S-CAPS Services Offered

Services are free to all currently enrolled Fairleigh Dickinson University students. This includes part-time, full-time, commuter, residential, undergraduate and graduate students.


  • Individual counseling
  • Group counseling
  • Referrals to other professionals / agencies

Consultation to faculty and staff

Expert assistance and advice is available to staff and faculty concerning issues or problems of a human relations / psychological nature.

Group seminars and workshops

Student Counseling and Psychological Services offers a variety of seminars and workshops that include, but are not limited to: communications skills, relaxation techniques, substance abuse education, anger management, test anxiety, values clarification, time management, personal growth, assertiveness, etc.

Self-help library

There is a lending library of books available on various mental health topics, including many popular self-help titles.

Relaxation Room 

The Relaxation Room contains self-help materials to assist you in developing your own personalized stress management program. In privacy and comfort you may watch videos, listen to cassettes or read books that can help you reduce stress and tension. Information on a variety of wellness and health-related topics is available for use in the room. Enjoy our I-Joy massage chair while exploring our materials in the Relaxation Room, or come just to use the massage chair.

Student advocacy

Student Counseling and Psychological Services can serve as a student advocate and liaison to faculty, staff and administration as the situation warrants. Upon student request, Student Counseling and Psychological Services staff may notify professors and/or administrators regarding special needs/extenuating circumstances.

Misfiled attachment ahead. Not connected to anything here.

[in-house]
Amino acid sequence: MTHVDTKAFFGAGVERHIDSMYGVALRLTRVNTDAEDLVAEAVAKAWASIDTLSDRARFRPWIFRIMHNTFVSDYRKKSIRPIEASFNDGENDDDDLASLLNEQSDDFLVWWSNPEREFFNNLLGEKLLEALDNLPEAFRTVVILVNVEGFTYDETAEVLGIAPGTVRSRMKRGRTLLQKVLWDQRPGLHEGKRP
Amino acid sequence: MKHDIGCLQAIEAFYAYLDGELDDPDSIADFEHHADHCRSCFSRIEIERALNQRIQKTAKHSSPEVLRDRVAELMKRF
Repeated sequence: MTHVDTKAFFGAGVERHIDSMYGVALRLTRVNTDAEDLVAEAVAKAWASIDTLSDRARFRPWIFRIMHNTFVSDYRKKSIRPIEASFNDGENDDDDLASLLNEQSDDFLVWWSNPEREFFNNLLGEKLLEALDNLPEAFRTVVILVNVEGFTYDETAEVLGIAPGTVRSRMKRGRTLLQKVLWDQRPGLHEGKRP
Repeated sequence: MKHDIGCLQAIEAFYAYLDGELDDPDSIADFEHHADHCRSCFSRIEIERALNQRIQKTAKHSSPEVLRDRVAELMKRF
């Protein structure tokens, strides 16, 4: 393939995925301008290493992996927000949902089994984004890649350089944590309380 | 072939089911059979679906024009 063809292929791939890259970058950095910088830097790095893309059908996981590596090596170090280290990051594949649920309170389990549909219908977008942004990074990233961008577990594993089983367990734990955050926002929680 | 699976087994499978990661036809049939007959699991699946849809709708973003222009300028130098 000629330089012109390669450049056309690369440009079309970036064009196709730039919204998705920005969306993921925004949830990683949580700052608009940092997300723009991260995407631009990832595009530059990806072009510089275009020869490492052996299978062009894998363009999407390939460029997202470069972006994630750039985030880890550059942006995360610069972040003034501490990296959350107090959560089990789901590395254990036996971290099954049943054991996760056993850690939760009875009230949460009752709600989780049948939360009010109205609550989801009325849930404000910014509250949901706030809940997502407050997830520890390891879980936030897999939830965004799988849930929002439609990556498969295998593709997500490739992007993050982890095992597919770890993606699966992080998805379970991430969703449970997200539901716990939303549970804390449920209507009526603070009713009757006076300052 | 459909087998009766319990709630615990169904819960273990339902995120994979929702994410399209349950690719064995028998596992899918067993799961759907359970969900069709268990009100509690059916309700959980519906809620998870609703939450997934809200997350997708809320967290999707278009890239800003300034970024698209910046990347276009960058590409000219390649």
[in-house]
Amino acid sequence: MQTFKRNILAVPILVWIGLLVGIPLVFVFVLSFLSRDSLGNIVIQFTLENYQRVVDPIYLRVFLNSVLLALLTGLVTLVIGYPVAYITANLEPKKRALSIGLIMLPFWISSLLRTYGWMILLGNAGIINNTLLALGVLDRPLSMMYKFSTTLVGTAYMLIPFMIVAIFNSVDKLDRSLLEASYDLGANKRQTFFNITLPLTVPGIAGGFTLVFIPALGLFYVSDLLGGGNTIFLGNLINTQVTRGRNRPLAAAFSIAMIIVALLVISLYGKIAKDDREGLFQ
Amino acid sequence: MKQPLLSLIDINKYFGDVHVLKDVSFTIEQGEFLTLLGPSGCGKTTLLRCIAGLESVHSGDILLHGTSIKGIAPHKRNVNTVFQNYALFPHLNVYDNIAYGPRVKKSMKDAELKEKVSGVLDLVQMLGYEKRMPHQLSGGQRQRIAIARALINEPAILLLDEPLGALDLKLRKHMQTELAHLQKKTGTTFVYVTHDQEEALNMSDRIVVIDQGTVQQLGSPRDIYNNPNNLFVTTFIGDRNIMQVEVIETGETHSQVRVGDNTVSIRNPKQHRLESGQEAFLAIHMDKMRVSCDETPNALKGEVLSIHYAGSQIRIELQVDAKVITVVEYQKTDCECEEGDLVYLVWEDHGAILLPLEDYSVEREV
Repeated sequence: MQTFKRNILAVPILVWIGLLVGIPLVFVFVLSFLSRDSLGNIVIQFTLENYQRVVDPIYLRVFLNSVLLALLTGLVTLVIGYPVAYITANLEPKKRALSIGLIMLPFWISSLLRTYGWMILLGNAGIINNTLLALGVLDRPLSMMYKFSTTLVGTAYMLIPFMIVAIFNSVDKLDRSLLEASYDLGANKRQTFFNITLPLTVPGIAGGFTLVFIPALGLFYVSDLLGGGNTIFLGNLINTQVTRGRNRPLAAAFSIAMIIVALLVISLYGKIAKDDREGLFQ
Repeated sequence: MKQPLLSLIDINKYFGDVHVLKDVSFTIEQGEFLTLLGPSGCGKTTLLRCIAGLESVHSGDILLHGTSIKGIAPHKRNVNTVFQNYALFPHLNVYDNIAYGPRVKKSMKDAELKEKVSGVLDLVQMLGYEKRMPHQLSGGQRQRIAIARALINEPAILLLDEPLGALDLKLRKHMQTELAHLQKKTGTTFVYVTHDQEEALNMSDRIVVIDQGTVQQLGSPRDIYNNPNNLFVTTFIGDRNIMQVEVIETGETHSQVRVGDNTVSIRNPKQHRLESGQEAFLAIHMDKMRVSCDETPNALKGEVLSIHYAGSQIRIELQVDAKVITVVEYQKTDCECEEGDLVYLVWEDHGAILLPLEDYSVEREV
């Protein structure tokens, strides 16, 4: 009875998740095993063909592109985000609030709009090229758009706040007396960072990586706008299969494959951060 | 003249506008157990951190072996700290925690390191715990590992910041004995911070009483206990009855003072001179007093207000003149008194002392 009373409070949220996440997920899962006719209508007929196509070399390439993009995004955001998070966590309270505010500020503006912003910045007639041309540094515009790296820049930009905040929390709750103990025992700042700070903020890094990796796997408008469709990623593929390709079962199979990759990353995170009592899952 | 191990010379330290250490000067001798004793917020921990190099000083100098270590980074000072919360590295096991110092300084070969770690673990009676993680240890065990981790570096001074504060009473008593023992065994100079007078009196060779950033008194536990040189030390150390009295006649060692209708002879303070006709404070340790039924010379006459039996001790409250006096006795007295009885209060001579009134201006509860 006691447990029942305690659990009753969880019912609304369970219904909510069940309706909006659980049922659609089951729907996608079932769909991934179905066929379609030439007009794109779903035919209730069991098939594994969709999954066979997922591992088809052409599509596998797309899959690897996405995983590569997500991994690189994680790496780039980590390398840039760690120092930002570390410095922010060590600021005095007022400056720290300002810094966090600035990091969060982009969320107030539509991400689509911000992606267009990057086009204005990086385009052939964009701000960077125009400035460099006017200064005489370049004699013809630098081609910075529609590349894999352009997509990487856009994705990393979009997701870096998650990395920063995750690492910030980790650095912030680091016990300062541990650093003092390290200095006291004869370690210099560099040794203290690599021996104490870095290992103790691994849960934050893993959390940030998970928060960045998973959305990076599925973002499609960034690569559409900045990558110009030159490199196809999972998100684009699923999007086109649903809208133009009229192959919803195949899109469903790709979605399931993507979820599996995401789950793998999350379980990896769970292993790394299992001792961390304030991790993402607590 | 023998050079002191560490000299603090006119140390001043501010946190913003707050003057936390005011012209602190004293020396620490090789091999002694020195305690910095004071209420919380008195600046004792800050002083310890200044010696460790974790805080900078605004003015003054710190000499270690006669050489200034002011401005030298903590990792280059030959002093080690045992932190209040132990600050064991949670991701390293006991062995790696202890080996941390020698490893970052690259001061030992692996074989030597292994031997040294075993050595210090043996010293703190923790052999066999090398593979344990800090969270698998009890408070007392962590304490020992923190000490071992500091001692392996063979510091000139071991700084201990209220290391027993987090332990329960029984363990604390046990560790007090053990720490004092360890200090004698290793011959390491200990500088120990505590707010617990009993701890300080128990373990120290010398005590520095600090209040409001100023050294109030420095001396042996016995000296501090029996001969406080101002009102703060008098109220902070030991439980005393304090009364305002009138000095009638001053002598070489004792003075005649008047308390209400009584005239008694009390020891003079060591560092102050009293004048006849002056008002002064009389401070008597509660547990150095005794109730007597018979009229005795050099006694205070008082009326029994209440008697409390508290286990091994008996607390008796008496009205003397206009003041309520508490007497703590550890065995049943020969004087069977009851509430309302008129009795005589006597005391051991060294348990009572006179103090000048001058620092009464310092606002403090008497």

Training / supervision

Training and supervision are offered to peer counselors, resident assistants, orientation leaders and other student leaders (i.e., student government).

Substance abuse education

Student Counseling and Psychological Services offers information on alcohol and other drugs and their effects on the body as well as training on how to abstain / use responsibly and safely.

Club Drugs: Information You Need to Know

Drug awareness information provided to students of FDU: Know the full potential effects of the chemicals others may offer you. If you have a question regarding Club Drugs and their effects, Please call: Kathy Azzaro 692-2174

MDMA (Ecstasy)

  • MDMA is a stimulant with mild hallucinogenic properties, similar in chemical structure to both (amphetamine) and mescaline.

  • In its most common form, Ecstasy is a small tablet that is impressed with any one of a number of logos. The tablets are marketed in a variety of colors and shapes. Today, the diamond “Mitsubushi” corporate logo is a common design scored into Ecstasy tablets.

  • E, Adam, XTC, X, M, Bean, Roll, Hug Drug

  • Ecstasy is taken orally. Users (claim) Ecstasy provides them with an increased sense of energy and heightened sensory perception to enhance their experience at the “clubs” or “raves.”